How long did it take you to write the first draft of your manuscript?

 I actually wrote some of this book, while I was writing the first book in the series. Then it sat for a few years. And now I’m at it again. I’m hoping to finish the rough draft by my birthday, toward the end of the year. The editor is patiently waiting. Oh, wait! I didn’t answer the question. At least two years of actual work.

 What other books would you compare this story to within your genre?

 Trapped by Greg Iles and Stalemate by Iris Johansen. I’m not comparing my skill to these authors, but there is an element in each of them that reminds me of what my characters are going through and how they react to the situations they find themselves in.


Who or What inspired you to write this book?

 When I wrote book one of the series, Ultimate Justice, A Trey Fontaine Mystery, this story started to intrude.  I blame it on the main character. He didn’t really have time to deal with this part of the story in book one, so  he’s left with finishing it now.


What else about your book might pique the reader’s interest?

 Mothers and other relatives searching for their missing girls; the only Black detective on a police force in southwest Louisiana; a woman who makes Trey Fontaine absolutely crazy; and villains you love to hate while feeling compassion for them.

So, now that you’ve learned about my WIP, stay in touch, because later this week, I will reveal the five authors I have tagged, so you can learn about theirs.

#Ryder’s Journal–Wednesday December 14, 2011

2011 has been a long year. Yes, my book was published, which was wonderful. And yes, it’s getting great reviews. But personally, life has been hard. I was diagnosed with a third invisible disease this year. My husband’s decline has worsened. But my faith has increased and I feel blessed every day to have a home, and family and friends, and to know where my next meal is coming from–things that a lot of Americans don’t have these days.

The plan for 2012 is to finish book two of the Trey Fontaine Mystery series and get it published while promoting book one. I have been close to bed ridden for a while now, able to get up, but without energy or strength. So my health is going to have to come first. My plan for that is to increase my supplements, eat better, and move a little more. And I’m hoping to finally find a solution to the pain issue.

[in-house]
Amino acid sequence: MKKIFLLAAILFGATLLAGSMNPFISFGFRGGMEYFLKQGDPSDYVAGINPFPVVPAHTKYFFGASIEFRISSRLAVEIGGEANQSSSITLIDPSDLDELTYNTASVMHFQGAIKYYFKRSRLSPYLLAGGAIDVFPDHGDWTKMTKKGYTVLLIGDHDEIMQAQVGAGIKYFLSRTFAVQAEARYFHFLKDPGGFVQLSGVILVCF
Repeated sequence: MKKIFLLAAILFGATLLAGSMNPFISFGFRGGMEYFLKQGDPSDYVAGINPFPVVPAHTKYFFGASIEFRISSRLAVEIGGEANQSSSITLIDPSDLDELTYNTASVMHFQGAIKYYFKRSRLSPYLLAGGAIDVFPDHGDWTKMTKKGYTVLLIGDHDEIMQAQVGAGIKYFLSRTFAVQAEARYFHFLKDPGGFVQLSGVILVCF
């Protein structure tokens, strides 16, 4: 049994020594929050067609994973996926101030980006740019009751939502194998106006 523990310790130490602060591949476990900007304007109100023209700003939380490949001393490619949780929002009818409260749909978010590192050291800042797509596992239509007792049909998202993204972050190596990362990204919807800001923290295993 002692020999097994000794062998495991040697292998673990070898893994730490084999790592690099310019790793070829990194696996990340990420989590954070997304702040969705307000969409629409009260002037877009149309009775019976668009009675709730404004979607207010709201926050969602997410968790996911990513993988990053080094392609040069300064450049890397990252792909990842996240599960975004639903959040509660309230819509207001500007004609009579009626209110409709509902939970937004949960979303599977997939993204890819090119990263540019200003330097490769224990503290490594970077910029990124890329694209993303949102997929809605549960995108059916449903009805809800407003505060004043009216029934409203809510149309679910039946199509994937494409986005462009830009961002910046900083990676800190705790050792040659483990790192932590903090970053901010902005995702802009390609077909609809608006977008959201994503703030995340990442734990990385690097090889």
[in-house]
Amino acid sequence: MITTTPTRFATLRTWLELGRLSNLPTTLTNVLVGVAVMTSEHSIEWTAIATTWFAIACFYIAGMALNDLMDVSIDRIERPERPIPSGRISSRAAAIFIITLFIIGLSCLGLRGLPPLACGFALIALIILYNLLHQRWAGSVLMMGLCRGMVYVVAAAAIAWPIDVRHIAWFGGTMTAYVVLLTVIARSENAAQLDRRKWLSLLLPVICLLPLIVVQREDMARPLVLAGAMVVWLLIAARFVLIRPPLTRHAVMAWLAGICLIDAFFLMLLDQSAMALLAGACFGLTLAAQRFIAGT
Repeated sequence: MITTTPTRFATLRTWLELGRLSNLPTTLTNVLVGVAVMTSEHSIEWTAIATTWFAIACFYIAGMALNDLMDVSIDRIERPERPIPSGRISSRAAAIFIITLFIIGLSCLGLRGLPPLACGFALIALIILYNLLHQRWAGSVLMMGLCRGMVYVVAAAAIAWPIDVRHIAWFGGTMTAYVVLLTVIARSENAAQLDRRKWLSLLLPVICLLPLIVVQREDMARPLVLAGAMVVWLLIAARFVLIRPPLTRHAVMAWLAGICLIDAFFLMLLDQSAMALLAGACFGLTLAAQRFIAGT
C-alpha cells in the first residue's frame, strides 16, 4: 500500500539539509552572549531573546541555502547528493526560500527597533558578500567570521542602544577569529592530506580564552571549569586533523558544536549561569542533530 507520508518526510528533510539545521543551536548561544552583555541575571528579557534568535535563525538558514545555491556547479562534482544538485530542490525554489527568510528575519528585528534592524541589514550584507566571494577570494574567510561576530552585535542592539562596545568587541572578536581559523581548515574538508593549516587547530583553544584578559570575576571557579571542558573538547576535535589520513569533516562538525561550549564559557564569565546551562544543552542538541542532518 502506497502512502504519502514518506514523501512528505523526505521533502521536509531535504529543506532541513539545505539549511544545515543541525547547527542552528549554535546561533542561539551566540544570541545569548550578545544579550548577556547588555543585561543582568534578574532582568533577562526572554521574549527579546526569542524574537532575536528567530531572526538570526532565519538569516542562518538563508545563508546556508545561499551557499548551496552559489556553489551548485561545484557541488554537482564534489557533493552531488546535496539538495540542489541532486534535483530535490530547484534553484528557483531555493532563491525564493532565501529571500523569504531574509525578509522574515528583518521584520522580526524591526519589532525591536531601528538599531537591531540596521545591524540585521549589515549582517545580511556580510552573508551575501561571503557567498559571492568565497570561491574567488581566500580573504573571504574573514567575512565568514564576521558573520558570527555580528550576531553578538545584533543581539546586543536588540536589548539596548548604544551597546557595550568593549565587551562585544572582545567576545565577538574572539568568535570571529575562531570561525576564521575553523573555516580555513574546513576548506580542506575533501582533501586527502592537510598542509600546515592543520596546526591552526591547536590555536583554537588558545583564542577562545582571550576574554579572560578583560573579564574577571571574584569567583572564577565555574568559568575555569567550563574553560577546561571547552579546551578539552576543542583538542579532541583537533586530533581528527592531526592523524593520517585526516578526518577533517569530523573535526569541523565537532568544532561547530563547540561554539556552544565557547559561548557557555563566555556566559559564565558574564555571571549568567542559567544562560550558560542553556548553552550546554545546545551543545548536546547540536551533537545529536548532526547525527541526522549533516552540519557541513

For now, I still want to add to my journal daily and will try again to do that. Please bear with me as I push forward.

Characters Run Amuck: What do you do when a character takes over and develops a mind of her own?

This article is part of the Rolling Mystery Blog Tours Ink blog hop for Monday, December 12, 2011. For other articles on this subject, see the list of other participants below the article.

And now for my article: Characters Run Amuck

Have you ever had a character hijack your story and run with it? I hate it when that happens.  In my debut novel, Ultimate Justice, A Trey Fontaine Mystery,  there is a character named Gemini Taylor who likes to be in charge. She kept trying to become the lead and push all the other characters out of the way. I can’t count how many pages she stole before I finally got her under control.

I think maybe this comes from being able to identify with the character. We see ourselves in that character and want her to succeed, and so we let her get away with stuff that no one else can. But ultimately, the writer has to make a decision and take back control. My way of handling it is to go ahead and write all those pages the character demands, then pick the best of the writing and put the rest in a folder to save for later, just in case. I find this works for me because I’m not eliminating the words, nor refusing to let the character speak.

I try to keep in mind the fact that I created this character, and ultimately, she is part of me. I must let her speak, but I don’t have to let her make the final decisions. I have a friend who is a writer. She told me that while she was writing a book that had a minor character in it, that character started visiting her and bugging her to write a book where he was the lead. She explained to him that in the next book, he would be the lead, but this book had to be finished first. That seemed to work for her.

Yes, we both sound a little nuts, but after all, aren’t most writers a little off? I mean, really, what kind of person can think up this stuff, create people out of thin air and make you believe they are real, and their stories are real? We sit for hours day dreaming, planning, creating, until we have the right people, in the right circumstances, to entice readers to spend hours with those people and care about their story. And don’t tell anyone, but some of us are…uh…wacko.

Take me for instance. I love to get into the heads of serial killers, rapists, molesters, and assorted fiends. I can live there for a long time. That can’t be the sign of a normal well-adjusted person, can it?

For another article on this subject, please visit: 

Kathleen Kaska at http://kathleenkaskawrites.blogspot.com